the paths. The switch needs to learn a large number of MAC addresses in a short
period at, for example, the start of the business day or right after lunch. At
these times, many users power up their systems or log in to the
STP TCNs in the network—TCN BPDUs cause the switch
to perform fast aging on MAC addresses that the switch has learned. As a
typical result, many frames are sent to the CPU for address learning and path
setup. Therefore, you must find the root cause of the TCNs and prevent the
occurrence. These are some possible causes:
The receipt of excessive broadcast traffic on the management
interfaces (sc0 or me1)—Broadcasts in the management subnets/VLAN must
be raised high enough up the protocol stack on the switch to determine if the
Supervisor Engine is the intended recipient of the traffic. Examples of traffic
that can increase CPU utilization on the switch include:
Internetwork Packet Exchange (IPX) Routing Information
Protocol/Service Advertising Protocol (RIP/SAP)
AppleTalk control traffic
Broadcast Network Basic Input/Output System (NetBIOS)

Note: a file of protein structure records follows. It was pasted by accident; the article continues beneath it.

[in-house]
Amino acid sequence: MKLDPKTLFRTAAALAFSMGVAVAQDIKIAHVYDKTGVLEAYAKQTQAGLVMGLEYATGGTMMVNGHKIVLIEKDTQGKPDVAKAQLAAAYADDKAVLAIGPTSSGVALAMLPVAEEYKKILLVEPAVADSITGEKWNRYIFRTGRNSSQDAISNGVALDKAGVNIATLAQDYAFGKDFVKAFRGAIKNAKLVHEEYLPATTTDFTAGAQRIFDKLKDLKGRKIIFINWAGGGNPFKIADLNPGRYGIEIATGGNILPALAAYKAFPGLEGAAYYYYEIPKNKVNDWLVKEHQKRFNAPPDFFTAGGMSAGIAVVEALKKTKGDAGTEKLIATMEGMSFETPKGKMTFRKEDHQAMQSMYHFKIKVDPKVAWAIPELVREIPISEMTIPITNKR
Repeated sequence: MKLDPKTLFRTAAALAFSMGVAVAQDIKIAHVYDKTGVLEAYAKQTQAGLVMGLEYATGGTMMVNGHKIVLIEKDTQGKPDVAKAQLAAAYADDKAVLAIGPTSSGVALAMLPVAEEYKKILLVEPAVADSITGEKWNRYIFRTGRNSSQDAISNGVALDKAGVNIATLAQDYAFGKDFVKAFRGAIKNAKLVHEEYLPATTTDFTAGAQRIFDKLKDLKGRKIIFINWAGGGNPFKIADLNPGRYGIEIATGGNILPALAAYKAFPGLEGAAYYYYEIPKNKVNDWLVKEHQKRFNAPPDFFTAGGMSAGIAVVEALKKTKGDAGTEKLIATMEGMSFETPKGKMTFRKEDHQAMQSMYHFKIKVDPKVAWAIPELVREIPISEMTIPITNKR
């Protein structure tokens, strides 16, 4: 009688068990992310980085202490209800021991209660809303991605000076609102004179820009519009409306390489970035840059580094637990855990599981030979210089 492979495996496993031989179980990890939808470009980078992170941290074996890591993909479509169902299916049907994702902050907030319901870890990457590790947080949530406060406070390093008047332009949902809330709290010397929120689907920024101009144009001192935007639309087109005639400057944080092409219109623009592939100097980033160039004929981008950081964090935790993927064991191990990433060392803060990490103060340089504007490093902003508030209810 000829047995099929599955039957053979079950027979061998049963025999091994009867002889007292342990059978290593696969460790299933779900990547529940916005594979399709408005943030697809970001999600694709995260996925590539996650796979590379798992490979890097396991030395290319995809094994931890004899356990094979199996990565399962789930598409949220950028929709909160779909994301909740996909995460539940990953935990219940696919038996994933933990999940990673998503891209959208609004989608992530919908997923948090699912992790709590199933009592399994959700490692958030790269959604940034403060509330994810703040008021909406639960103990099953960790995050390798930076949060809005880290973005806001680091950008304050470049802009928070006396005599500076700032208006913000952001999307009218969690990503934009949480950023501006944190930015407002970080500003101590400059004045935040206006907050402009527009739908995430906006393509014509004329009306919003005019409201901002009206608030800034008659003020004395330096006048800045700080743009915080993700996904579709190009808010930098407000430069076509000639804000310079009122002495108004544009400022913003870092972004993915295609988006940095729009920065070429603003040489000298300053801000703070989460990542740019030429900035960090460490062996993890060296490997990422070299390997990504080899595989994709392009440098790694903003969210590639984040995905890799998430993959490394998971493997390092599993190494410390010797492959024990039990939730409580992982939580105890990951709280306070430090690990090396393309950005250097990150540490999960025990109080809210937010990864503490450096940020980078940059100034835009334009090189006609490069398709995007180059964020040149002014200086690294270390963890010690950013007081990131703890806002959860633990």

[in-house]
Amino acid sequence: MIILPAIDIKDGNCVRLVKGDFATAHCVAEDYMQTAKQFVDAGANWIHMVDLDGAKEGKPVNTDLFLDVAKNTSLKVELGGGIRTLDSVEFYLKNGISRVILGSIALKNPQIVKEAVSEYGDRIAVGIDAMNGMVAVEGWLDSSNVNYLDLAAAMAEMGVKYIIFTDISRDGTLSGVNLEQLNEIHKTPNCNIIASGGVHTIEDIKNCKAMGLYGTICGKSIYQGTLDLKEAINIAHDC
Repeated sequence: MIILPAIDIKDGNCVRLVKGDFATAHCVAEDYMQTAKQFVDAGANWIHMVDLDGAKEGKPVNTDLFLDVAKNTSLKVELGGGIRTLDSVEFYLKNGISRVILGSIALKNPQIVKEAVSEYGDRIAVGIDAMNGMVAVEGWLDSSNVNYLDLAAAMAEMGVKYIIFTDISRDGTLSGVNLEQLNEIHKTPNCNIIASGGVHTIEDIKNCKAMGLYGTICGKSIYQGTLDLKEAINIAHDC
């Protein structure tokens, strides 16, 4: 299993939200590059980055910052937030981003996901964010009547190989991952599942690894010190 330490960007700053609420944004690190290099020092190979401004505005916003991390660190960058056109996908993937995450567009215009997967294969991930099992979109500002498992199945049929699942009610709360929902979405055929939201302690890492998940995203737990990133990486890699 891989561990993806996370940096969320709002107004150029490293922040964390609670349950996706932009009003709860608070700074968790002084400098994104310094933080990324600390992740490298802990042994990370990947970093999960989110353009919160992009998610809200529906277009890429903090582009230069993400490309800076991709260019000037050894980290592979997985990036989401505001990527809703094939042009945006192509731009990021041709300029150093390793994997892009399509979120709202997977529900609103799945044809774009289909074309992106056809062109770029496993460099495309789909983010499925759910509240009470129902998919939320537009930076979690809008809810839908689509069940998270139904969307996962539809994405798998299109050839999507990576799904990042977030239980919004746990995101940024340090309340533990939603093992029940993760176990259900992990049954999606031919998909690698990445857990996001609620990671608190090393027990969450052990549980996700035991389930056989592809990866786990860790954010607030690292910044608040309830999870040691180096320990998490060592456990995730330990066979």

Legacy IP applications that use
Excessive management traffic—Certain management
traffic can cause high CPU utilization on the switch. Particularly frequent
SNMP polling is an example.
Software switched traffic—When you use the Layer 3
module, remember that all traffic that reaches the router on the native VLAN is
routed in software. This situation has an adverse effect on the performance of
the switch. The microcode on the WS-X4232-L3 does not process 802.1Q packets
that come in on the native VLAN without tags. Instead, the packets go to the
CPU, and the CPU processes the packets. This process results in high CPU
utilization if the CPU receives packets without tags at a high rate on the